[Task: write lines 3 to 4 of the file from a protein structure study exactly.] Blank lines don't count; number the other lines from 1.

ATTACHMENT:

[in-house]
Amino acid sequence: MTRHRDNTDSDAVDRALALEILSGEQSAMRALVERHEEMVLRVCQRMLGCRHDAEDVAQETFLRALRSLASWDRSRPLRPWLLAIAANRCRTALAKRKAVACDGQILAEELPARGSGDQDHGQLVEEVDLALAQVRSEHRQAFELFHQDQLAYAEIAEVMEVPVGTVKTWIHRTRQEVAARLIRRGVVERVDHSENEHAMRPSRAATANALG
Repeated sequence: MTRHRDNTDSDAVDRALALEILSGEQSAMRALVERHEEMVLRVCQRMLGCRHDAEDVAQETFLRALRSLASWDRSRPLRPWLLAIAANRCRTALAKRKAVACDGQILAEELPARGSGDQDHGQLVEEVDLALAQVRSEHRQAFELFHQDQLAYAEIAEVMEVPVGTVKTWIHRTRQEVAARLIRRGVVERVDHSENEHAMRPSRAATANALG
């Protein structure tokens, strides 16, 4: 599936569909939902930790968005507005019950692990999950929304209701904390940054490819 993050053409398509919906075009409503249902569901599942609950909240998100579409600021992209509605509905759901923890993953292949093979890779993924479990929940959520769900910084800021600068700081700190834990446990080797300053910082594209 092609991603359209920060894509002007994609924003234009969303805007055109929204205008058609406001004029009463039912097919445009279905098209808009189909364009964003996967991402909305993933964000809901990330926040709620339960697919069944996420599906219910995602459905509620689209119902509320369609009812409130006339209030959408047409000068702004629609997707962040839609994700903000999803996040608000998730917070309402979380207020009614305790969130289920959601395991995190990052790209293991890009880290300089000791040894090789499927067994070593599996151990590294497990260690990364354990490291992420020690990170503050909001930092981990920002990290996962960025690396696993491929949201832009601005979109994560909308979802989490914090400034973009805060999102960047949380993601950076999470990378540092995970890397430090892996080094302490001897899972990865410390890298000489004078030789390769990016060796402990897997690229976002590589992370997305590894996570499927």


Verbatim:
Repeated sequence: MTRHRDNTDSDAVDRALALEILSGEQSAMRALVERHEEMVLRVCQRMLGCRHDAEDVAQETFLRALRSLASWDRSRPLRPWLLAIAANRCRTALAKRKAVACDGQILAEELPARGSGDQDHGQLVEEVDLALAQVRSEHRQAFELFHQDQLAYAEIAEVMEVPVGTVKTWIHRTRQEVAARLIRRGVVERVDHSENEHAMRPSRAATANALG
């Protein structure tokens, strides 16, 4: 599936569909939902930790968005507005019950692990999950929304209701904390940054490819 993050053409398509919906075009409503249902569901599942609950909240998100579409600021992209509605509905759901923890993953292949093979890779993924479990929940959520769900910084800021600068700081700190834990446990080797300053910082594209 092609991603359209920060894509002007994609924003234009969303805007055109929204205008058609406001004029009463039912097919445009279905098209808009189909364009964003996967991402909305993933964000809901990330926040709620339960697919069944996420599906219910995602459905509620689209119902509320369609009812409130006339209030959408047409000068702004629609997707962040839609994700903000999803996040608000998730917070309402979380207020009614305790969130289920959601395991995190990052790209293991890009880290300089000791040894090789499927067994070593599996151990590294497990260690990364354990490291992420020690990170503050909001930092981990920002990290996962960025690396696993491929949201832009601005979109994560909308979802989490914090400034973009805060999102960047949380993601950076999470990378540092995970890397430090892996080094302490001897899972990865410390890298000489004078030789390769990016060796402990897997690229976002590589992370997305590894996570499927």